For years, you’ve been languishing in the darkness of 2D CAD. That black background felt so familiar, but now you’re starting to see the 3D light. It can be difficult for your eyes and mind to adjust but have no fear, I’m here to guide you on your new journey into SOLIDWORKS 3D CAD.
How will your design process translate over to SOLIDWORKS? Currently, you may be creating individual blocks for each standard view of your parts within AutoCAD. These standard views are then further refined to create additional ones, such as section views or detail views. These blocks are then used to create individual part drawings for each component and are later assembled together to create assembly views.
The process isn’t that much different in SOLIDWORKS. The only difference is that instead of creating each individual view for a component, we’re creating the entire component within a 3D environment. That 3D model will then serve as the basis for creating 2D views. Once we have the 3D model, there’s no need to manually sketch out each individual view. Section views and detail views are created much more easily as well since we’re simply slicing the model or zooming in on a specific portion.
When creating assemblies, geometric relationships are defined between those individual components. This process is analogous to assembling the components in their physical form and is commonly referred to as bottom-up assembly design. Once those components are tied together within an assembly, 2D views can be extracted just as easily as they were on the component side.
Perhaps you’re using layout drawings within AutoCAD to create your assemblies. The same process can be used in SOLIDWORKS. This technique is often referred to as top-down assembly design. Individual master sketches can exist within the top level of your assembly. Once those sketches are defined, individual components can reference them. While these layout sketches can be helpful, they’re not totally necessary for top-down assembly design. Components can be built around other components, referencing faces and edges of those other components. This is what is commonly referred to as the in-context design.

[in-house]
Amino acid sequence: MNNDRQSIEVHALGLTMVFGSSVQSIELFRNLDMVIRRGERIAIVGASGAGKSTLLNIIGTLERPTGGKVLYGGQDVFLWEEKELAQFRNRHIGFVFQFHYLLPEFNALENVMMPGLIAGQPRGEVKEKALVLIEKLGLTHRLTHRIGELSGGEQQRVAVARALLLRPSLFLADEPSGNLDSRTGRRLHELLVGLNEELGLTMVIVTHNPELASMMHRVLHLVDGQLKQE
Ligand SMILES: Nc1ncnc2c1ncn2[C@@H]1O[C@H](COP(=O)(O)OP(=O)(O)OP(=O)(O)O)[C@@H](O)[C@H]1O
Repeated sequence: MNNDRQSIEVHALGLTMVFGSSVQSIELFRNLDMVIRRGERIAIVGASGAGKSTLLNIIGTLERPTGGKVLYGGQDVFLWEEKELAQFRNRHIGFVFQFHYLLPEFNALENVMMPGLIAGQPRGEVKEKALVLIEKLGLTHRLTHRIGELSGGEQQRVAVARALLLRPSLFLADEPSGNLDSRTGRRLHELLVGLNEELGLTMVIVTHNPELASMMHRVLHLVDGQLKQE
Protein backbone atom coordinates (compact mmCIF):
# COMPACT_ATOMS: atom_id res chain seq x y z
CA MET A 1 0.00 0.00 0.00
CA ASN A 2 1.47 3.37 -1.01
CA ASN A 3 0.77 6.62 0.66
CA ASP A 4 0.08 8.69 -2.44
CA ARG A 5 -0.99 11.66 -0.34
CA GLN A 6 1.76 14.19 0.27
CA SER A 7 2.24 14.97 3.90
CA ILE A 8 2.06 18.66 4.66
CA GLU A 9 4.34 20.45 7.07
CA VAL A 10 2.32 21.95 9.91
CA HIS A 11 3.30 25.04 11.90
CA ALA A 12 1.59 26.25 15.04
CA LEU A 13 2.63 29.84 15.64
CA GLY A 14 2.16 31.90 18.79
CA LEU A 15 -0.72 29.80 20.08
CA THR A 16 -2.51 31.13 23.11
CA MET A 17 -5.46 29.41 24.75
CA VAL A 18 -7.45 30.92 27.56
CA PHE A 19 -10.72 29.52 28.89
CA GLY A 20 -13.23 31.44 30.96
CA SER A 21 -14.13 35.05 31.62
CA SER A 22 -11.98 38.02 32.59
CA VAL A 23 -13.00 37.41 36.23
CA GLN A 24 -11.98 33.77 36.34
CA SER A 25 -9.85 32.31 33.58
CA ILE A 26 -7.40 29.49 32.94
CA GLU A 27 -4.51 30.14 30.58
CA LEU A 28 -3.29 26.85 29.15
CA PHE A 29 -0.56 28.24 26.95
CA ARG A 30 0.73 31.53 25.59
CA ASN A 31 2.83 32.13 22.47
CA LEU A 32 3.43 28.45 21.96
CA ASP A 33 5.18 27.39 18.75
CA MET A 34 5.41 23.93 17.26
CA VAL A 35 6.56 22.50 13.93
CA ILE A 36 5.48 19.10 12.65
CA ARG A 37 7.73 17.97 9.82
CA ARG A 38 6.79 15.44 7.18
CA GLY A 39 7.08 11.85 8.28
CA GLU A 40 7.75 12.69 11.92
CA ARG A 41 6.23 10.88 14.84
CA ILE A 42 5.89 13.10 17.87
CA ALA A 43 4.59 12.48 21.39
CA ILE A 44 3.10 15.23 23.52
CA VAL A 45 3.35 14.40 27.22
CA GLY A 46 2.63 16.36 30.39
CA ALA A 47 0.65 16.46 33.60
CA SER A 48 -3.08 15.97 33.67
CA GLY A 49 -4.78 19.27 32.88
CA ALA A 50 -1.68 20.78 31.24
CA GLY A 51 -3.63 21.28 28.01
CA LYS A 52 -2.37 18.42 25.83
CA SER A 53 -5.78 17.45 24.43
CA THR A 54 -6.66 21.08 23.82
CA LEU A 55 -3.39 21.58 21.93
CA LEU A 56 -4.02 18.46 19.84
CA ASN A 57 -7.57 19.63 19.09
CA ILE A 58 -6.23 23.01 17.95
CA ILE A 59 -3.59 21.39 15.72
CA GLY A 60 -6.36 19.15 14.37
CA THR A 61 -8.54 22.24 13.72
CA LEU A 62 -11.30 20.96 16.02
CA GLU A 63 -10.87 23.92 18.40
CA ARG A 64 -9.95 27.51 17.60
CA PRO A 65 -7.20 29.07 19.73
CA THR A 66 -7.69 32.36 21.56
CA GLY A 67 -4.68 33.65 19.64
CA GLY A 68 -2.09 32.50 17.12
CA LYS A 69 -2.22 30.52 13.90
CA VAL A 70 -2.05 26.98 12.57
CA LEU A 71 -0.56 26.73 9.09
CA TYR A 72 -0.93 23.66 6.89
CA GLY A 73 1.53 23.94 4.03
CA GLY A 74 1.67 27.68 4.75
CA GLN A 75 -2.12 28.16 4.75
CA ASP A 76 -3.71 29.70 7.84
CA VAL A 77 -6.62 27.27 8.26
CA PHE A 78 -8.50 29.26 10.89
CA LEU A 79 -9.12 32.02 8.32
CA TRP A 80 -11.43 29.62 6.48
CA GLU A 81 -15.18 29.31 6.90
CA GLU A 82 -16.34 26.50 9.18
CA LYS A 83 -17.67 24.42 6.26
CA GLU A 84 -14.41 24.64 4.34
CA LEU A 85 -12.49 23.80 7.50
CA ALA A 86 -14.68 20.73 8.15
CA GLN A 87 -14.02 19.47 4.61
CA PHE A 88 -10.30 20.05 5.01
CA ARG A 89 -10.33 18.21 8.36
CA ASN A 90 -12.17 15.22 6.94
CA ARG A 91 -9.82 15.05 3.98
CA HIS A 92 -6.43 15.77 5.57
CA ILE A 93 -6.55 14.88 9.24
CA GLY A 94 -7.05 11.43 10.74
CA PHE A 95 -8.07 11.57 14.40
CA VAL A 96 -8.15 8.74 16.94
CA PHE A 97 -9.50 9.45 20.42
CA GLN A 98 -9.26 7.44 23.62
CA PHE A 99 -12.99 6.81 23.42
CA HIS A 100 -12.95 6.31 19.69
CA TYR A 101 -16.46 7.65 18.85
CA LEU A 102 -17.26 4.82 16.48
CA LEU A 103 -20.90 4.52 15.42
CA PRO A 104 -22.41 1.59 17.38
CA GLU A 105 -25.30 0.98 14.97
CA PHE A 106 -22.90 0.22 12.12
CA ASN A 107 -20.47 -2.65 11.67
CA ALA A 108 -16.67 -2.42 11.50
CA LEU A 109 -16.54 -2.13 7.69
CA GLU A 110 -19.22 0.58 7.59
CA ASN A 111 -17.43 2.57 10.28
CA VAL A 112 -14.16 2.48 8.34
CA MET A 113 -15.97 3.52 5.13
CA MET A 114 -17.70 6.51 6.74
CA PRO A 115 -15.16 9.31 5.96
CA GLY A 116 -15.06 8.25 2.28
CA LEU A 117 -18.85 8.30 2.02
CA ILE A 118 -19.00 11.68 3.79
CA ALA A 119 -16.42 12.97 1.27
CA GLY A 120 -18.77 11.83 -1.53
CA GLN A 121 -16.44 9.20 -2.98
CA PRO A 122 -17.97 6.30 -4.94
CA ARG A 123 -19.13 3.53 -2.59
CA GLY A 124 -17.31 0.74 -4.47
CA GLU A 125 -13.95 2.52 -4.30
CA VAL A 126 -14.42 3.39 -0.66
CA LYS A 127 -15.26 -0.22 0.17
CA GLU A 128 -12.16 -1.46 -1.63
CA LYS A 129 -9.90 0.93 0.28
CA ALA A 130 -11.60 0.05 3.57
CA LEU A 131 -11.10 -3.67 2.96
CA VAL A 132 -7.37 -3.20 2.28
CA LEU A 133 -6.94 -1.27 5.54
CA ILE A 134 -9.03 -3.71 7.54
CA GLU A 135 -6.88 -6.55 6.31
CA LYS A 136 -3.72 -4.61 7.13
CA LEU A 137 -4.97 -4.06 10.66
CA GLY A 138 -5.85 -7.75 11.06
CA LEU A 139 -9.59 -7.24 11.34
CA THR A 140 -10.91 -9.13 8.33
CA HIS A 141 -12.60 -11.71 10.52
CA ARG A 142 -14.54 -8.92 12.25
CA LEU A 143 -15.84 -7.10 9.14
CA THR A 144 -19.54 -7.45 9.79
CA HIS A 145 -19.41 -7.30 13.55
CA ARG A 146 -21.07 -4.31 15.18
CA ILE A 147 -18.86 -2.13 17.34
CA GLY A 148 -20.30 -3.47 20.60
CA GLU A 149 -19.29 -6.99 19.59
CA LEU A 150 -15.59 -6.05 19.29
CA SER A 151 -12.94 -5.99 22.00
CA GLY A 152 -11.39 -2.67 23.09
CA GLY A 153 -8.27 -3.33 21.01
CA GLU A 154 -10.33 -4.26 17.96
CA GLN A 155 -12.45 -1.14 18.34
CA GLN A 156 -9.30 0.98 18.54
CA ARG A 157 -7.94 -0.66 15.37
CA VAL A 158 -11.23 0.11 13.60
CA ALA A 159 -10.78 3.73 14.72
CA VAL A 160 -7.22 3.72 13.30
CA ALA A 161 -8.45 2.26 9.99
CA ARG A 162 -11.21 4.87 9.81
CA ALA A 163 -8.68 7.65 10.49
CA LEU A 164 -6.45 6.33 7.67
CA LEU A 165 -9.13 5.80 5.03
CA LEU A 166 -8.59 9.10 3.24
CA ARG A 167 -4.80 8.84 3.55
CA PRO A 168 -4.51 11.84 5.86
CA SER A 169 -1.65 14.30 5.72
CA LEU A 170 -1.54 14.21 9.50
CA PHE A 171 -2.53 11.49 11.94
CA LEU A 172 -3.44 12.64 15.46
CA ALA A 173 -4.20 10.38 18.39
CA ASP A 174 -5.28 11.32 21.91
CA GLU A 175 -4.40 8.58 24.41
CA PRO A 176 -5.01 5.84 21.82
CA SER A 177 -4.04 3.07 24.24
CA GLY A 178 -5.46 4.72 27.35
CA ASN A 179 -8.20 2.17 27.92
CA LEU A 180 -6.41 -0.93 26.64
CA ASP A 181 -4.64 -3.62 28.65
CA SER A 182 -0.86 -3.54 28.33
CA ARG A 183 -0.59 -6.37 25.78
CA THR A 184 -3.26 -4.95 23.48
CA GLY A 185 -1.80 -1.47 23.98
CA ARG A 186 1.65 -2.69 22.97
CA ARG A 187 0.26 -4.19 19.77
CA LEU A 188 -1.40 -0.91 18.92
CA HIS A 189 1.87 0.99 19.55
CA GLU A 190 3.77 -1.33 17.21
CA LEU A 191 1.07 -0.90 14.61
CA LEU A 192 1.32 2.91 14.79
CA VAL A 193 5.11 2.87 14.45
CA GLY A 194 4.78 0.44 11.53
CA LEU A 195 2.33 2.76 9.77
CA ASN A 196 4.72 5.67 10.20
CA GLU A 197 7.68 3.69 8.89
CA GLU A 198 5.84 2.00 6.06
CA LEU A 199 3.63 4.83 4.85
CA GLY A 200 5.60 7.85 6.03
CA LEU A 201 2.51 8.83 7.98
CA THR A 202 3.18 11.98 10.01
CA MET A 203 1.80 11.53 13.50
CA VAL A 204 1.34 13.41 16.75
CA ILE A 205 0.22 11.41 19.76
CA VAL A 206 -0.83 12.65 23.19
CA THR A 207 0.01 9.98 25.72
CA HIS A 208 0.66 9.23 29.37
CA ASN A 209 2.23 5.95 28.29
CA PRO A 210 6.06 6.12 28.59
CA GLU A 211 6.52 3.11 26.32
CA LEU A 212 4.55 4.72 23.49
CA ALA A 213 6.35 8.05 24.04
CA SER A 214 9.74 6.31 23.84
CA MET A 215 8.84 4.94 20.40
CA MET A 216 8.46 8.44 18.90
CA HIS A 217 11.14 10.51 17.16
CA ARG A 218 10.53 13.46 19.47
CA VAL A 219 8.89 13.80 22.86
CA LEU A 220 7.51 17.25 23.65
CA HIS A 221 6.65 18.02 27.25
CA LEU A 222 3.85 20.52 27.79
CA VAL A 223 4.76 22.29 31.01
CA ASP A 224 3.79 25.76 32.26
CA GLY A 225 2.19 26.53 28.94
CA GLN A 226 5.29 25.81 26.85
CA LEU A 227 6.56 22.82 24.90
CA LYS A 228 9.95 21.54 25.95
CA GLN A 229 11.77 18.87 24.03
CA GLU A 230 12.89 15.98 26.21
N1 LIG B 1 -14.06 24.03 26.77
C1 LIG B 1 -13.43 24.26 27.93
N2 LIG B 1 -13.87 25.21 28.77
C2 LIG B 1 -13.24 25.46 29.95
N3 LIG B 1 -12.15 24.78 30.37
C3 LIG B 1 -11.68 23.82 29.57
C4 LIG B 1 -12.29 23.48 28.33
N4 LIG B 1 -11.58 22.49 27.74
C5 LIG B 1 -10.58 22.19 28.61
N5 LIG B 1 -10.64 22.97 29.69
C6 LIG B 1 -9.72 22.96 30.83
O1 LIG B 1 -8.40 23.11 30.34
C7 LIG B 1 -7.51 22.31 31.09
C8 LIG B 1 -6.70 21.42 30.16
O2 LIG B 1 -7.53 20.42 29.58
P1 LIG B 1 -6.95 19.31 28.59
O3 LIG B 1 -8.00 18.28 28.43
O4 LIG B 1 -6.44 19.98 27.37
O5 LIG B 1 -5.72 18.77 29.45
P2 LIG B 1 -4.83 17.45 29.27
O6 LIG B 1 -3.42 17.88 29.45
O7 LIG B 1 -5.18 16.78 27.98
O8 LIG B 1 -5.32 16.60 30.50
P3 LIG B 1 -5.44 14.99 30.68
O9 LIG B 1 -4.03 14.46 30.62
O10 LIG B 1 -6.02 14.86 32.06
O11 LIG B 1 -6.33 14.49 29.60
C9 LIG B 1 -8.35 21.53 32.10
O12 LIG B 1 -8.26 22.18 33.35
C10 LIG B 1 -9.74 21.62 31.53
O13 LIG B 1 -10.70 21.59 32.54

The transition from AutoCAD to SOLIDWORKS is rarely cut and dry. There are often cases where you’ll want to re-use or modify an existing drawing from AutoCAD. Fortunately, there are a few different ways this can be achieved.
For DWG and DXF modification, Dassault provides a free tool known as Draftsight. Draftsight is a DWG/DXF editor comparable to AutoCAD. It will natively open legacy AutoCAD files and allow you to directly modify them.
Another option would be to convert the DWG/DXF to a native SOLIDWORKS drawing. SOLIDWORKS allows this as one of the options when opening a DWG/DXF file. This option would make the most sense for when users want the ability to modify the imported DWG/DXF directly within SOLIDWORKS. This would also be the case if the additional model or assembly views need to be added to the sheet.
As you can see in the previous screenshot, another option would be to embed the native DWG/DXF file within a SOLIDWORKS drawing. You can even link back to the original DWG/DXF file in case that file is ever revised. This would be the best option to use when it’s necessary to maintain the original file format. Users may need to share files with other vendors who are still using AutoCAD.
You may have noticed yet another option, and that is the ability to import the AutoCAD geometry directly into a SOLIDWORKS part file as a sketch. This is one of the most versatile options, as it allows users to utilize the legacy 2D geometry to create full 3D models of their designs. After converting to 3D, users can take advantage of the entire suite of SOLIDWORKS tools. As a small example, users can:
- Easily create standard views, section views, detail views, auxiliary views, etc.
- Use mass properties to interrogate the volume/mass of the part or assembly
- Use interference detection to determine if parts are overlapping with one another
- Use collision detection to find dynamic clearance problems
- Analyze for strength using SOLIDWORKS Simulation
- Check for flow through components using SOLIDWORKS Flow Simulation
- And more!
Tommy Ray has a great blog article and video tech tip that shows how this can be achieved here.
Hopefully this information has been helpful as you begin your transition from AutoCAD to SOLIDWORKS. As always, TriMech’s team of talented application engineers is always available to help guide you along the way. Feel free to reach out to us on support, or request a client care visit from your local application engineer.
Ready to make the switch to SOLIDWORKS? Download our SOLIDWORKS Buyer’s Guide to discover the right package for you!
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